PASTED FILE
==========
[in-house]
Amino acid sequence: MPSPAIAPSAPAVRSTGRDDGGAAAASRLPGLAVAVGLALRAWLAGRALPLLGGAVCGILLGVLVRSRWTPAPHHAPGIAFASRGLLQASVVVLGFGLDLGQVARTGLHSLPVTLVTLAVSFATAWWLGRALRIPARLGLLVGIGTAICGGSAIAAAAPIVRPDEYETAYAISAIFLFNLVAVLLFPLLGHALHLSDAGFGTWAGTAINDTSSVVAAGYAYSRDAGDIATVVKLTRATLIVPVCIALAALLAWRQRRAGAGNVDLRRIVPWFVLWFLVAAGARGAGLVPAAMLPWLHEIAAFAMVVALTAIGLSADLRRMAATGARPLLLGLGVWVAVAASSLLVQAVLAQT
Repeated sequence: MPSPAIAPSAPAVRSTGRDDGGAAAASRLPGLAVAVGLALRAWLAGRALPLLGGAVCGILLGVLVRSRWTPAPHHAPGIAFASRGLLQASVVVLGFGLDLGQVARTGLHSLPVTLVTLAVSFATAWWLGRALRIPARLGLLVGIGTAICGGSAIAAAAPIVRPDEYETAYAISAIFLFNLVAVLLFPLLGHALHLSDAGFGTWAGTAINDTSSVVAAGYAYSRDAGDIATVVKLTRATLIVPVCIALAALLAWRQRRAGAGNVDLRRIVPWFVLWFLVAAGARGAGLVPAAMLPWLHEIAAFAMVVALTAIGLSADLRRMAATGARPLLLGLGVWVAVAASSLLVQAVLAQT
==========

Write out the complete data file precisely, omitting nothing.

[in-house]
Amino acid sequence: MPSPAIAPSAPAVRSTGRDDGGAAAASRLPGLAVAVGLALRAWLAGRALPLLGGAVCGILLGVLVRSRWTPAPHHAPGIAFASRGLLQASVVVLGFGLDLGQVARTGLHSLPVTLVTLAVSFATAWWLGRALRIPARLGLLVGIGTAICGGSAIAAAAPIVRPDEYETAYAISAIFLFNLVAVLLFPLLGHALHLSDAGFGTWAGTAINDTSSVVAAGYAYSRDAGDIATVVKLTRATLIVPVCIALAALLAWRQRRAGAGNVDLRRIVPWFVLWFLVAAGARGAGLVPAAMLPWLHEIAAFAMVVALTAIGLSADLRRMAATGARPLLLGLGVWVAVAASSLLVQAVLAQT
Repeated sequence: MPSPAIAPSAPAVRSTGRDDGGAAAASRLPGLAVAVGLALRAWLAGRALPLLGGAVCGILLGVLVRSRWTPAPHHAPGIAFASRGLLQASVVVLGFGLDLGQVARTGLHSLPVTLVTLAVSFATAWWLGRALRIPARLGLLVGIGTAICGGSAIAAAAPIVRPDEYETAYAISAIFLFNLVAVLLFPLLGHALHLSDAGFGTWAGTAINDTSSVVAAGYAYSRDAGDIATVVKLTRATLIVPVCIALAALLAWRQRRAGAGNVDLRRIVPWFVLWFLVAAGARGAGLVPAAMLPWLHEIAAFAMVVALTAIGLSADLRRMAATGARPLLLGLGVWVAVAASSLLVQAVLAQT